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Completed Project

Optimizing the Purification of Lysophospholipase L2, a Membrane Associated Protein Derived from Escherichia coli K-12

Gabriel Elizalde Jr., Vassar College ’17 and Prof. Teresa A. Garrett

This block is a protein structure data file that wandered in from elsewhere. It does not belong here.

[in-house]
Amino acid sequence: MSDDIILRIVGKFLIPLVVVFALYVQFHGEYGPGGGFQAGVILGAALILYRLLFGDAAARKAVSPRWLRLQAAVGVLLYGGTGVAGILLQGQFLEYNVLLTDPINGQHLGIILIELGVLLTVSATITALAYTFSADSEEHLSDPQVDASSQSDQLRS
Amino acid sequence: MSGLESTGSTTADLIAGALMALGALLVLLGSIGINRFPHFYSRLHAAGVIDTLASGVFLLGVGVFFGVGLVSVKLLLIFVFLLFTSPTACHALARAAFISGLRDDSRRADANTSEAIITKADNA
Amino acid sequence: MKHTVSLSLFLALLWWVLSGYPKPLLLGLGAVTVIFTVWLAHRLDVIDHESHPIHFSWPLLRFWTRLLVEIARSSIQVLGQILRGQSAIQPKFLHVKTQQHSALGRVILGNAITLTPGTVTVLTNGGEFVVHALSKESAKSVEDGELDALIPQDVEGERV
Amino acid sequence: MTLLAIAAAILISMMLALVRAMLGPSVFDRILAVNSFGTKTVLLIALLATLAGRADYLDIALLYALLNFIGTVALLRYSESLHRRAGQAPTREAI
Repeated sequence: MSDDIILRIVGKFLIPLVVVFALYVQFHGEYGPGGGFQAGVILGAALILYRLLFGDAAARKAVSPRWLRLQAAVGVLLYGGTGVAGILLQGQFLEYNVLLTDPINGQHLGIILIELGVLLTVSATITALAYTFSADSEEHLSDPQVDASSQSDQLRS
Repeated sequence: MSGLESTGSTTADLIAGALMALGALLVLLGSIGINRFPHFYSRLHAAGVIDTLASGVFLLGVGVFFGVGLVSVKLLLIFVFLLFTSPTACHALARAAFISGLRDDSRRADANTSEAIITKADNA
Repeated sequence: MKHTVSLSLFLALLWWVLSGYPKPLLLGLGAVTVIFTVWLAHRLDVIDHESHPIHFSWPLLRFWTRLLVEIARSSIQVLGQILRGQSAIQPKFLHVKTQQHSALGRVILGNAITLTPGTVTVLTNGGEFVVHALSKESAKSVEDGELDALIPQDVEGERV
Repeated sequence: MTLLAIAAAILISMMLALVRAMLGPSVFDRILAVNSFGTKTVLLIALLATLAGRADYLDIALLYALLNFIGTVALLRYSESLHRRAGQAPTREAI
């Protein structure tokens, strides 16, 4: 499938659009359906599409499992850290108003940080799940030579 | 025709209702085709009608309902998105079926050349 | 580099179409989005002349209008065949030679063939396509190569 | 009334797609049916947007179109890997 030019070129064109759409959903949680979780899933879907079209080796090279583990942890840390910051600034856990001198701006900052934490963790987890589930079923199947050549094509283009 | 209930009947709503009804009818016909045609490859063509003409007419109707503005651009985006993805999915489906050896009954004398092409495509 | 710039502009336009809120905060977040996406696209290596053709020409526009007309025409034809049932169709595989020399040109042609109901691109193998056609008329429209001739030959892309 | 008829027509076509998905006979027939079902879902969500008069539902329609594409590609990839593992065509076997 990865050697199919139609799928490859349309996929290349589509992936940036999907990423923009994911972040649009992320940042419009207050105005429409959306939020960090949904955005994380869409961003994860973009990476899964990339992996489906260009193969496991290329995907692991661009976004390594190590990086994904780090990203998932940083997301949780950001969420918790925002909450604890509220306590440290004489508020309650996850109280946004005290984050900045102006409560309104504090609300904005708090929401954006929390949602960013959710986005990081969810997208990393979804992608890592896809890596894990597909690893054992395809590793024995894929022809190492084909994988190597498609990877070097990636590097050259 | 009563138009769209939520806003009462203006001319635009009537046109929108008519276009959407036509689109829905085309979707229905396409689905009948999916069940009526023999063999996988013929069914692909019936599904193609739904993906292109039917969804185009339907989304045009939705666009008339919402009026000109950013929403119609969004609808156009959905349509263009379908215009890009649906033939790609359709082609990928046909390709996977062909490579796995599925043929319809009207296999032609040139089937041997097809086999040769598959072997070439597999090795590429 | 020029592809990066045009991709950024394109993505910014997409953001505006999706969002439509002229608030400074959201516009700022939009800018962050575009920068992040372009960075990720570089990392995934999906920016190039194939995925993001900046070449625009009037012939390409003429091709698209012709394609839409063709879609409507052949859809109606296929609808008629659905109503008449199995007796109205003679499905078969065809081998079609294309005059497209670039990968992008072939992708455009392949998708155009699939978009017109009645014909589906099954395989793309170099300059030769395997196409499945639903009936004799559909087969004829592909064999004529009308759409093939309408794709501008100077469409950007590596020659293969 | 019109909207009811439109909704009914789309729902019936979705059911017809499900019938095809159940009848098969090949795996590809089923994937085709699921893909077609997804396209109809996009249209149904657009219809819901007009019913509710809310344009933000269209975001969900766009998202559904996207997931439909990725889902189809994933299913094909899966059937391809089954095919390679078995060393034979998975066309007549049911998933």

Lysophospholipase L2, also known as PldB, is a membrane-associated protein found in Escherichia coli K-12. Thoroughly purifying PldB is essential for characterization; however, previous attempts at purification have resulted in substantial loss of protein activity. A previously used purification procedure was modified to determine if alternate treatments and purification steps would lead to a improved recovery of protein activity. Crude PldB was obtained from E. coli cells containing a pET vector designed to over-express the pldB gene, which was modified to add a six-histidine to the N-terminus of PldB. PldB over-expressing E. coli cells were then physically lysed in a French Pressure cell to create a cell free extract. The PldB containing cell free extract was ultracentrifuged to isolate E. coli membrane fragments, which were then either treated with a pH 7.0 Tris/HCl or pH 7.0 HEPES/NaOH buffer. These two samples then underwent a salting/desalting procedure with 1M KCl salt to wash off PldB from the membrane fragments. The resulting fraction that contained partially purified PldB was subject to nickel-affinity chromatography to isolate PldB from other membrane proteins that were not histidine-tagged. The purity of the protein was analyzed by SDS-PAGE protein mini-gels. Enzyme activity was determined by reacting PldB containing protein fractions with 14C labeled 2-acyl lyso phosphatidylglycerol and analyzing the resulting product using thin layer chromatography. Preliminary results suggest that the buffer treatment of the PldB samples did impact on the purity or activity of the protein. This experiment also suggests that PldB purity increased when processed through nickel affinity chromatography in comparison to a salting/desalting-only treatment. These findings will be applied to future projects seeking to purify PldB mutants in order to characterize their substrate specificity with lipids present in E. coli.